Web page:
Journal of Archaeology in the Low Countries 1-2 (November 2009)Liesbeth Troubleyn; Frank Kinnaer; Anton Ervynck; Luk Beeckmans; Danielle Caluwé; Brigitte Cooremans; Frans De Buyser; Koen Deforce; Konjev Desender; An Lentacker; Jan Moens; Gaston Van Bulck; Maarten Van Dijck; Wim Van Neer; Werner Wouters: Consumption patterns and living conditions inside Het Steen, the late medieval prison of Malines (Mechelen, Belgium)

1 Introduction

Mechelen (known as Malines in both French and English) was one of the major towns in the medieval duchy of Brabant and, during the Burgundian government, eventually became the juridical capital of the Low Countries. The town still has a rich heritage, both above and below ground level. The latter part, however, has recently been severely damaged by the construction of underground parking lots. Even the Main Square (Grote Markt), at the centre of town, did not escape this fate.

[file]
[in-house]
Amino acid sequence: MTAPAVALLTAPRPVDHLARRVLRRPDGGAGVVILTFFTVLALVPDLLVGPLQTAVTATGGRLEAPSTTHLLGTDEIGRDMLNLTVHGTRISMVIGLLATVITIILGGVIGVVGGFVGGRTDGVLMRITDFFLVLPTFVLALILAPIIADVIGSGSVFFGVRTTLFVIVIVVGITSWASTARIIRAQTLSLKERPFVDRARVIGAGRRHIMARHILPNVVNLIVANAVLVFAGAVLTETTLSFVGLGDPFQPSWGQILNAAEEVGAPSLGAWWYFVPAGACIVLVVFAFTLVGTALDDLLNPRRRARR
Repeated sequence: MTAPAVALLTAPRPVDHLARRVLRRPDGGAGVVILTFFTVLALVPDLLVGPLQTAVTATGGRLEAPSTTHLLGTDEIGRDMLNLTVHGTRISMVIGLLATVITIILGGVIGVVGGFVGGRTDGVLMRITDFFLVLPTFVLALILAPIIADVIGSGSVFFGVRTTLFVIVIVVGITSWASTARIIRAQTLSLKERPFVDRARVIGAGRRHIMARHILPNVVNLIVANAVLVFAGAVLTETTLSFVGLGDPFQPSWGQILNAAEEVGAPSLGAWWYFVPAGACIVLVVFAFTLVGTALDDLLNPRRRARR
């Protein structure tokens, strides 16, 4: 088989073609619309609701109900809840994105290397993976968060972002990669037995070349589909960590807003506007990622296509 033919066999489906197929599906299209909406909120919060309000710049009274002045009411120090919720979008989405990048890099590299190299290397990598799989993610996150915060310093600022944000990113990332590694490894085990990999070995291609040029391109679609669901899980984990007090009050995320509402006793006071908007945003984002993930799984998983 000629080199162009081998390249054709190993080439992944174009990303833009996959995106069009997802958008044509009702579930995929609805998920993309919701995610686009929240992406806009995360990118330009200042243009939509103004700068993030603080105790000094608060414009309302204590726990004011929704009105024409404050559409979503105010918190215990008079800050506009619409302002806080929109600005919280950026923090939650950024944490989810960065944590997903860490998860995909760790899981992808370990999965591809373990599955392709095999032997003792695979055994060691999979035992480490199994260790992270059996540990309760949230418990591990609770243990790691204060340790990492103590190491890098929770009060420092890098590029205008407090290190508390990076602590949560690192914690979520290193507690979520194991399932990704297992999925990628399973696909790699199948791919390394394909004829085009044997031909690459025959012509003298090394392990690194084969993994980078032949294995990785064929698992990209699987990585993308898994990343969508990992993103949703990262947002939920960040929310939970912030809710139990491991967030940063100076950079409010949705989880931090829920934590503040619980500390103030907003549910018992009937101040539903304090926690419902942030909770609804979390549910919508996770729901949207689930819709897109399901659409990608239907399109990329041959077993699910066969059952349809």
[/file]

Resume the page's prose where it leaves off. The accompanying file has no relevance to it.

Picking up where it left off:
Fig. 1 Location of Mechelen

Excavations at the Main Square of Malines took place in 2001 and 2002 (fig. 2 & 3). This project was carried out by the Instituut voor het Archeologisch Patrimonium (now integrated into the ‘Flemish Heritage Institute’) and the town council of Malines. An introductory description of this fieldwork has been edited by Lettany (2003), a study of part of the archaeological structures and find material was published, within its historical context, in a local monograph (Troubleyn et al. 2007). Both volumes being written in Dutch, the results and interpretations are now, for the first time, made available for the international archaeological community. Within this contribution, building remains excavated at the north-eastern corner of the present square and the small finds from two cesspits are at the centre of attention.


Fig. 2 The Main Square (Grote Markt) at Malines (1: parcels on the 1824 land register; 2: limits of the excavated area, upper level; 3: limits of the excavated area lowest level; 4: 13th-century road surface; 5: reconstructed road network; 6: building remains of Het Steen; 7: building remains of the market hall).


Fig. 3 Relief plan of Malines with the 19th-century waterways (Waterlopen 1824, indicating the second town defence), the town gates (Stadspoorten 1824) and the location of the first town defence (Oudste omwalling). The red dot indicates the location of Het Steen, in the geographical, economic and political centre of town.